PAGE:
Coming Soon:

The following books by Robert Paul Wolff are available on Amazon.com as e-books: KANT'S THEORY OF MENTAL ACTIVITY, THE AUTONOMY OF REASON, UNDERSTANDING MARX, UNDERSTANDING RAWLS, THE POVERTY OF LIBERALISM, A LIFE IN THE ACADEMY, MONEYBAGS MUST BE SO LUCKY, AN INTRODUCTION TO THE USE OF FORMAL METHODS IN POLITICAL PHILOSOPHY.
Now Available: Volumes I, II, III, and IV of the Collected Published and Unpublished Papers.

NOW AVAILABLE ON YOUTUBE: LECTURES ON KANT'S CRITIQUE OF PURE REASON. To view the lectures, go to YouTube and search for "Robert Paul Wolff Kant." There they will be.

To contact me about organizing, email me at rpwolff750@gmail.com




Total Pageviews

Thursday, January 12, 2012

A LION IN THE CAPITOL [SHAKESPEARE, JULIUS CAESAR ACT I SCENE 3]

One of the standard literary tropes for conveying a breach in the social order is a violation of the natural order -- a lion walking in the Capitol, in Julius Caesar, for example.  We are now witnessing a breach of the social order so violent, so unexpected, so incomprehensible that I fully expect to encounter lions lying down with lambs and peaches dropping from fig trees.  Deeply conservative Republicans have started attacking venture capitalism as Vulture Capitalism, taking large ad buys to tell piteous stories of ordinary men and women who lost their jobs as a consequence of the wealth-amassing actions of predatory investors.  I feel that to capitalize on this development, I must rush back into print my books on the thought of Karl Marx.  Surely, Lady Gaga will soon record The Internationale and The Wall Street Journal will launch a serialization of The Communist Manifesto.  If I had not tarnished my brand by announcing myself an anarchist as well as a Marxist, I could expect momentarily to be tapped for guest appearances on Fox News.

It is all very well to reply calmly that just as soon as the Republicans anoint Romney as their standard-bearer, they will cease this madness and return to celebrating "the free enterprise system," but as Dan Ackroyd can testify, it is not so easy to stuff the Pillsbury Doughboy back in his can once you have released him. 

I am going to resist the temptation to pontificate about these developments.  Maybe this is an unanticipated consequence of the Occupy Wall Street Movement;  perhaps the zeitgeist has finally aligned itself with the stars.  However that may be, the only thing to do in the short run is to relax and enjoy it.  You may not see its like again in your lifetime.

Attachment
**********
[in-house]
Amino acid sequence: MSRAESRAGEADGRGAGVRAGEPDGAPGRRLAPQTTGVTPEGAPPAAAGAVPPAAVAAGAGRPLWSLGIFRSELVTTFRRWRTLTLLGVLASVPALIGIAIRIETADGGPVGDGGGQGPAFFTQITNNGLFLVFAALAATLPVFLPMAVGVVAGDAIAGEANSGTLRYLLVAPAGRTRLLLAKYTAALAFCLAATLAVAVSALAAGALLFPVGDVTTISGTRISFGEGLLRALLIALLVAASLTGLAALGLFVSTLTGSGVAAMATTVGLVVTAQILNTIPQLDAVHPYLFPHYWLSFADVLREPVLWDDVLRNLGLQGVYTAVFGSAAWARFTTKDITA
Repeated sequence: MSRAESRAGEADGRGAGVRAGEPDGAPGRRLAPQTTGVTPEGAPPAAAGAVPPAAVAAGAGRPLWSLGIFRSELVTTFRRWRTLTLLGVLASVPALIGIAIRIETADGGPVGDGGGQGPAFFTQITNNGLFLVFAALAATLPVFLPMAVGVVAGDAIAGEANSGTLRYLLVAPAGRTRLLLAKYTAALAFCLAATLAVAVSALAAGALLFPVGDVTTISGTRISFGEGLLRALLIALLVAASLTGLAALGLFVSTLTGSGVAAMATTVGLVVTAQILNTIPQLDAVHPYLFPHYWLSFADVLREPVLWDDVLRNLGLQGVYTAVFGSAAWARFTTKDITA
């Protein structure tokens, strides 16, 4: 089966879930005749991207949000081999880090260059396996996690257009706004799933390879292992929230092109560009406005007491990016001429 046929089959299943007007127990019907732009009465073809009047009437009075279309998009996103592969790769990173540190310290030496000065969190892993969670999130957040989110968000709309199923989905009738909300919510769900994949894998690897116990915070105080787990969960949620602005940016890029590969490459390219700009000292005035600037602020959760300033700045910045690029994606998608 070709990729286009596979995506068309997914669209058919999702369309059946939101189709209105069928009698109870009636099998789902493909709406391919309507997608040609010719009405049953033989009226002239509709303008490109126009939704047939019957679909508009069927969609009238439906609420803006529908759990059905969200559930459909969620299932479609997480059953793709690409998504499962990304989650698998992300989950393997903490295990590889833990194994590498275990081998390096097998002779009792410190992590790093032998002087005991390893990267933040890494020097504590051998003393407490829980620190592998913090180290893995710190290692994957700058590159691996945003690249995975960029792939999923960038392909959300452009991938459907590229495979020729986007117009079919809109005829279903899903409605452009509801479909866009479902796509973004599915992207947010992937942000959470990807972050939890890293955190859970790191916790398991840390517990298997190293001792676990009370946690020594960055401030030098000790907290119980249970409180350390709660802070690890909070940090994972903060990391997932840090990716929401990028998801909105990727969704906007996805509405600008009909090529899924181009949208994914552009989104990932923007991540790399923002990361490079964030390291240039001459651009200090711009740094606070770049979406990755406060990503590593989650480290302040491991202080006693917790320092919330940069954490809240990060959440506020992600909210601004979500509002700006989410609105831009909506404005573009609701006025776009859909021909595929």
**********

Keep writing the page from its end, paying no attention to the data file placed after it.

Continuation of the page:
3 comments:

Debbylee said...

Always happy to read your views...love this.

Debbylee said...

Always happy to read your views...love this.

GTChristie said...

As I understand it, this is mostly Perry's tack and I attribute it to his personal stupidity. What he meant to do was undercut Romney's private-sector record in creating jobs by pointing out that takeover-and-turnaround projects usually entail layoffs. Instead he put his foot in his mouth by insinuating that takeover artists make their money by exploiting the workers. The interesting thing is, Perry has touched the third rail in the Republican party: he's highlighted the Establishment ("Old GOP") base that wants Romney in. He's old school business class and thus a reliable deregulator. Shining a light on that fact in an election year when Big Business is held as much to blame as Big Government for the mess we're in undercuts Romney's chances with the swing voters who 1) helped to vote in Obama and 2) primarily see the world through the lens of their recently raped 401Ks. In other words neither party correctly fathoms the ordinary American's complete contempt for power -- public or private, left or right. Reminding them of Romney's history of "right-sizing" companies is not the way to deflect criticism of Republicans for sleeping with Big Biz. So the idiot actually said something smart. In his stupid way. (I laughed when a reporter asked Perry what he reads, and his reply was 'F A Hayek' although I'm sure he's never read anything at all. And I groaned because the reporter was too slow to ask, "And what part of Hayek did you like, the part about abolishing central banks or the part about supporting a modicum of redistribution to keep the masses happy?" Missed opportunities like that explain how we elect these guys based on superficial horserace reporting in the media, and not on their intellectual merits: the reportage is part of the problem.